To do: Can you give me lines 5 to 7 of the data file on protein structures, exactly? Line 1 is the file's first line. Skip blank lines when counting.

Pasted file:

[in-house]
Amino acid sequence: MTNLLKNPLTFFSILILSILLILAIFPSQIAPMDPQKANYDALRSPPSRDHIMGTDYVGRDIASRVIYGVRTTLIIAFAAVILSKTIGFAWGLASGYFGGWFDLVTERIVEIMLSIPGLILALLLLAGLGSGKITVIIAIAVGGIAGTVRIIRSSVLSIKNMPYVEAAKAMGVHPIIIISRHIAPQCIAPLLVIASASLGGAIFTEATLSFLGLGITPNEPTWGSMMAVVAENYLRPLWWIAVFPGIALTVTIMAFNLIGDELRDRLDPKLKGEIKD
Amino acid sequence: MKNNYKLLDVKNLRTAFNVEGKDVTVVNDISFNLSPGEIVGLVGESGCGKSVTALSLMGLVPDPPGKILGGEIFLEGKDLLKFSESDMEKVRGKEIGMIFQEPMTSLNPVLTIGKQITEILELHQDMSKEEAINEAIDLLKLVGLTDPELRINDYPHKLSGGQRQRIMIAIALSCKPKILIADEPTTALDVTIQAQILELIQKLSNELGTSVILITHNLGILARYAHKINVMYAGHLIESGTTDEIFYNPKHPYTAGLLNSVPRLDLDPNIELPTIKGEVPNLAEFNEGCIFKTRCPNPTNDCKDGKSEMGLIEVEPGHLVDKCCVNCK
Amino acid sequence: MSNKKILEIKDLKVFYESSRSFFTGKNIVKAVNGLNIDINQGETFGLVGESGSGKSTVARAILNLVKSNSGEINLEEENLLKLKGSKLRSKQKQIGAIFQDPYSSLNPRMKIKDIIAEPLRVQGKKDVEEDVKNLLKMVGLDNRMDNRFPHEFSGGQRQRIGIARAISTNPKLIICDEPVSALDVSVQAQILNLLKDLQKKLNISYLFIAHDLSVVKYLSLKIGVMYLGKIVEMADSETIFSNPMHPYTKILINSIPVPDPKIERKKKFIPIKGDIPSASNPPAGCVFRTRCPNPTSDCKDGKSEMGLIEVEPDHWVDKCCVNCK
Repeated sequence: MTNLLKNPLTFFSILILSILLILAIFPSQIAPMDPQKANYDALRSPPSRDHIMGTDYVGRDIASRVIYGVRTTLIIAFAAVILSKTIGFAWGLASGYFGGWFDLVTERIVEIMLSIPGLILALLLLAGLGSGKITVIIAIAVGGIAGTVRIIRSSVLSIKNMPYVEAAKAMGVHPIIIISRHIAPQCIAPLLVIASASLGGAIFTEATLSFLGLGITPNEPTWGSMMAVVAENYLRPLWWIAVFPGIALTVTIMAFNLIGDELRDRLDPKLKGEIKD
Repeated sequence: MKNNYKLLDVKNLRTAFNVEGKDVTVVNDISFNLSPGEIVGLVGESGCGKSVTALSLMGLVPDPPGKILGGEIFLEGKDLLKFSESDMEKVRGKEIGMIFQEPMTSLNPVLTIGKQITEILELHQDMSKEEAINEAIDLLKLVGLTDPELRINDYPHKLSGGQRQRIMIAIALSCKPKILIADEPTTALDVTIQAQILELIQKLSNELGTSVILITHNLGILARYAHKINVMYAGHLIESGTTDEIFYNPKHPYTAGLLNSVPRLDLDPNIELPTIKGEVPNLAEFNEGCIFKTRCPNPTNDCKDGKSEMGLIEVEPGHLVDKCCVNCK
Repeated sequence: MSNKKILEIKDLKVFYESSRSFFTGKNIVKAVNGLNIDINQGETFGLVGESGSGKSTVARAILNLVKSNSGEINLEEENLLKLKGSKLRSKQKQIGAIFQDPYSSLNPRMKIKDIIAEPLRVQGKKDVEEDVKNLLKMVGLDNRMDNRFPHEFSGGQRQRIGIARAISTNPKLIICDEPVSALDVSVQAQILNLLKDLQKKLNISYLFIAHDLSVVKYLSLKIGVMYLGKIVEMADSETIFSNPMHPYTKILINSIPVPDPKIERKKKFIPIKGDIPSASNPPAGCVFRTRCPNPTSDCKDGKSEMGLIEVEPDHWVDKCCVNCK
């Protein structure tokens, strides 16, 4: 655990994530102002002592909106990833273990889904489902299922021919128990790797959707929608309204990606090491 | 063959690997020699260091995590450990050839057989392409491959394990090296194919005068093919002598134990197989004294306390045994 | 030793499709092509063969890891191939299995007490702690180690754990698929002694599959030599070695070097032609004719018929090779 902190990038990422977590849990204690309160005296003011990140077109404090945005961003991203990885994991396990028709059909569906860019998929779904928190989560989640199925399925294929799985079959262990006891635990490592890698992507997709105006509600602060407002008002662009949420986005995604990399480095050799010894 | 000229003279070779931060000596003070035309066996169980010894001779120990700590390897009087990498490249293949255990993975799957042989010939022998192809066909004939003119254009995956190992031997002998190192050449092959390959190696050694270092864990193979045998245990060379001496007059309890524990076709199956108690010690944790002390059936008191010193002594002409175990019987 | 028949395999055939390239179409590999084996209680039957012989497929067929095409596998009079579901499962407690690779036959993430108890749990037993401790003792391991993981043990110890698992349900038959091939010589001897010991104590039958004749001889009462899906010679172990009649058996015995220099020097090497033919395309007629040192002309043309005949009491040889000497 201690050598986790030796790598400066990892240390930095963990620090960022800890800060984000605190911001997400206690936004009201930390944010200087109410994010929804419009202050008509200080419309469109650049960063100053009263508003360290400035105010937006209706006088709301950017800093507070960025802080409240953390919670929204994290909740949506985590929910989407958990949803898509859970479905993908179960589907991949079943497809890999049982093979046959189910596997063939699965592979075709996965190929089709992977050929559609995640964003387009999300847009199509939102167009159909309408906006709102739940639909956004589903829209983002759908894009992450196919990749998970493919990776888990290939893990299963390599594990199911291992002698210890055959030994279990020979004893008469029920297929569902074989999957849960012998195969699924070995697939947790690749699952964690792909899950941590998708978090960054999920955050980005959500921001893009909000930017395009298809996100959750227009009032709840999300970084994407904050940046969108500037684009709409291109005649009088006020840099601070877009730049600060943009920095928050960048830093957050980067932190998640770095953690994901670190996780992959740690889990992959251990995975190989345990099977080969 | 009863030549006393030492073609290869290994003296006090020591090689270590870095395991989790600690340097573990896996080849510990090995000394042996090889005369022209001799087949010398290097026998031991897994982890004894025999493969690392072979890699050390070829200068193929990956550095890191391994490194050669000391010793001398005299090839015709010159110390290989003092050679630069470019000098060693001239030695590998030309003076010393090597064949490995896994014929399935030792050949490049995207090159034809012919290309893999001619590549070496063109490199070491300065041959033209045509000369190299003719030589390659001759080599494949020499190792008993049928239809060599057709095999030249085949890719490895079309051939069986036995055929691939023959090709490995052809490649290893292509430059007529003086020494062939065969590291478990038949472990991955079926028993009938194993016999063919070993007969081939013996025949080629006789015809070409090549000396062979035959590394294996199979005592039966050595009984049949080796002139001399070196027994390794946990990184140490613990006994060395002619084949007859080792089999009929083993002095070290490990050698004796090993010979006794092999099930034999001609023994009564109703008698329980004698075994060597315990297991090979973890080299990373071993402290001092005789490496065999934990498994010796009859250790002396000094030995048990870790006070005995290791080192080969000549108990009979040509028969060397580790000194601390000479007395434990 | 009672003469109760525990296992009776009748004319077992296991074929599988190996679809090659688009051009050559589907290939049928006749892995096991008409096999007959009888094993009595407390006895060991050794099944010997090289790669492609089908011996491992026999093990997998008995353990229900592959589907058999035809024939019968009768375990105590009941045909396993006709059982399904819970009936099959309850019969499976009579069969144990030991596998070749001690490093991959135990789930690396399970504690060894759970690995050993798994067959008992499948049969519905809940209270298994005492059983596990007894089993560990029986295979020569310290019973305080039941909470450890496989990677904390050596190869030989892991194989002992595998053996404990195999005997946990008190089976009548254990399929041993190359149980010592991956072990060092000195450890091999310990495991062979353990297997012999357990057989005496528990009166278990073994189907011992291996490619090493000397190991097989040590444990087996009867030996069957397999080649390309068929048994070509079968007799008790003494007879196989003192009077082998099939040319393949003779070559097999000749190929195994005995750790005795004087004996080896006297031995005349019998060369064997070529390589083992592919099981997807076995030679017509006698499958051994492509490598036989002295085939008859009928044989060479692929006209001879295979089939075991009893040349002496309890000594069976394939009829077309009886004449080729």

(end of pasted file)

Repeated sequence: MTNLLKNPLTFFSILILSILLILAIFPSQIAPMDPQKANYDALRSPPSRDHIMGTDYVGRDIASRVIYGVRTTLIIAFAAVILSKTIGFAWGLASGYFGGWFDLVTERIVEIMLSIPGLILALLLLAGLGSGKITVIIAIAVGGIAGTVRIIRSSVLSIKNMPYVEAAKAMGVHPIIIISRHIAPQCIAPLLVIASASLGGAIFTEATLSFLGLGITPNEPTWGSMMAVVAENYLRPLWWIAVFPGIALTVTIMAFNLIGDELRDRLDPKLKGEIKD
Repeated sequence: MKNNYKLLDVKNLRTAFNVEGKDVTVVNDISFNLSPGEIVGLVGESGCGKSVTALSLMGLVPDPPGKILGGEIFLEGKDLLKFSESDMEKVRGKEIGMIFQEPMTSLNPVLTIGKQITEILELHQDMSKEEAINEAIDLLKLVGLTDPELRINDYPHKLSGGQRQRIMIAIALSCKPKILIADEPTTALDVTIQAQILELIQKLSNELGTSVILITHNLGILARYAHKINVMYAGHLIESGTTDEIFYNPKHPYTAGLLNSVPRLDLDPNIELPTIKGEVPNLAEFNEGCIFKTRCPNPTNDCKDGKSEMGLIEVEPGHLVDKCCVNCK
Repeated sequence: MSNKKILEIKDLKVFYESSRSFFTGKNIVKAVNGLNIDINQGETFGLVGESGSGKSTVARAILNLVKSNSGEINLEEENLLKLKGSKLRSKQKQIGAIFQDPYSSLNPRMKIKDIIAEPLRVQGKKDVEEDVKNLLKMVGLDNRMDNRFPHEFSGGQRQRIGIARAISTNPKLIICDEPVSALDVSVQAQILNLLKDLQKKLNISYLFIAHDLSVVKYLSLKIGVMYLGKIVEMADSETIFSNPMHPYTKILINSIPVPDPKIERKKKFIPIKGDIPSASNPPAGCVFRTRCPNPTSDCKDGKSEMGLIEVEPDHWVDKCCVNCK